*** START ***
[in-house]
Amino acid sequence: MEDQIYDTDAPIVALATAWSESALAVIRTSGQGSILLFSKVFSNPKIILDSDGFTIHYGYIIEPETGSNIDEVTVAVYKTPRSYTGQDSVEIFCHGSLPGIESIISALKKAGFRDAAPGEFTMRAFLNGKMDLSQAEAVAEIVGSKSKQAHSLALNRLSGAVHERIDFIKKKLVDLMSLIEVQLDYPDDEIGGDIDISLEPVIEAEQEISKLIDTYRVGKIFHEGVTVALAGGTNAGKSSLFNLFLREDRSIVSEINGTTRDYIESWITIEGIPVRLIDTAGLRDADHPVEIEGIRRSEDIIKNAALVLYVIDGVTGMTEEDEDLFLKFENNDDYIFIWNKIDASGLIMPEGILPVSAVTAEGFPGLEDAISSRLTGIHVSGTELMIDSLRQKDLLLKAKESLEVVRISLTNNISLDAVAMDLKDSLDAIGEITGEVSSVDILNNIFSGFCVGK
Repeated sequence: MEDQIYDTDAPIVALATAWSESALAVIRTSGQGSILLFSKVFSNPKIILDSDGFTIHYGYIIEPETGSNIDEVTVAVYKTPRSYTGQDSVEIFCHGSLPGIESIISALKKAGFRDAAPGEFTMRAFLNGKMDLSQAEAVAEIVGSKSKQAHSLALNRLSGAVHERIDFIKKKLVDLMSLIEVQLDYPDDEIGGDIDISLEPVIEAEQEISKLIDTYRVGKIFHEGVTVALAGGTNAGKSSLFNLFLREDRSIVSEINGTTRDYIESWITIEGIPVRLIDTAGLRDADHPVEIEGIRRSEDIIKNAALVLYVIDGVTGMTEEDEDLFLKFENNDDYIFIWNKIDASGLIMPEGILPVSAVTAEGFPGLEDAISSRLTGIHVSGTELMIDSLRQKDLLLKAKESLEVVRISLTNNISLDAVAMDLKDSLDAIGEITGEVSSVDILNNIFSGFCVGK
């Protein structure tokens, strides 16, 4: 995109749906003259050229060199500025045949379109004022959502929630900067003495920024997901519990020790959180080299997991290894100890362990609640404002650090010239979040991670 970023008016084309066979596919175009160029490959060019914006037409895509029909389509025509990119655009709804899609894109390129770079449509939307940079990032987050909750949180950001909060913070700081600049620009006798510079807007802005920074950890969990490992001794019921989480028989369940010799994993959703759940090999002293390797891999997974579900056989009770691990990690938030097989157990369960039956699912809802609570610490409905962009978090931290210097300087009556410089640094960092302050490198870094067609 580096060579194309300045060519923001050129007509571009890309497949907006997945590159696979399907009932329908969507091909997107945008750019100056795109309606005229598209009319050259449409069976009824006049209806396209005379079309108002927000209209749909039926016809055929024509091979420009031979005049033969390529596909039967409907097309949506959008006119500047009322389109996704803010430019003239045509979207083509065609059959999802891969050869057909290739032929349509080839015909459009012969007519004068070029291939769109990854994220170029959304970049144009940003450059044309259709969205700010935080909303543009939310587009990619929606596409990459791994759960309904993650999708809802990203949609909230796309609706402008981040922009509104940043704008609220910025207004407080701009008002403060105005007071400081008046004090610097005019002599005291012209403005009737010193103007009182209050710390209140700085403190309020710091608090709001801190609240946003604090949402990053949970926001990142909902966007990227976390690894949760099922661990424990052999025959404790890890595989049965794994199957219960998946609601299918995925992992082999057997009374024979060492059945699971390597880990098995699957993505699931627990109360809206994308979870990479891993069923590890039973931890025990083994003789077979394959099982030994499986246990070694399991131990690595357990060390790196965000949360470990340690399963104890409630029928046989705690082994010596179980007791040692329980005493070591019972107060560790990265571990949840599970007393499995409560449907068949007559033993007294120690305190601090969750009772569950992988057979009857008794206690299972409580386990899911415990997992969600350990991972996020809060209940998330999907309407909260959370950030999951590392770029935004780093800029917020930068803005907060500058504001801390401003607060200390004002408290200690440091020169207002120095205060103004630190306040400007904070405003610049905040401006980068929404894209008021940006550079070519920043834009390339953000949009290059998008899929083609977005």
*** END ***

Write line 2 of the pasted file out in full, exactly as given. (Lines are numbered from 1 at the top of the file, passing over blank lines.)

Amino acid sequence: MEDQIYDTDAPIVALATAWSESALAVIRTSGQGSILLFSKVFSNPKIILDSDGFTIHYGYIIEPETGSNIDEVTVAVYKTPRSYTGQDSVEIFCHGSLPGIESIISALKKAGFRDAAPGEFTMRAFLNGKMDLSQAEAVAEIVGSKSKQAHSLALNRLSGAVHERIDFIKKKLVDLMSLIEVQLDYPDDEIGGDIDISLEPVIEAEQEISKLIDTYRVGKIFHEGVTVALAGGTNAGKSSLFNLFLREDRSIVSEINGTTRDYIESWITIEGIPVRLIDTAGLRDADHPVEIEGIRRSEDIIKNAALVLYVIDGVTGMTEEDEDLFLKFENNDDYIFIWNKIDASGLIMPEGILPVSAVTAEGFPGLEDAISSRLTGIHVSGTELMIDSLRQKDLLLKAKESLEVVRISLTNNISLDAVAMDLKDSLDAIGEITGEVSSVDILNNIFSGFCVGK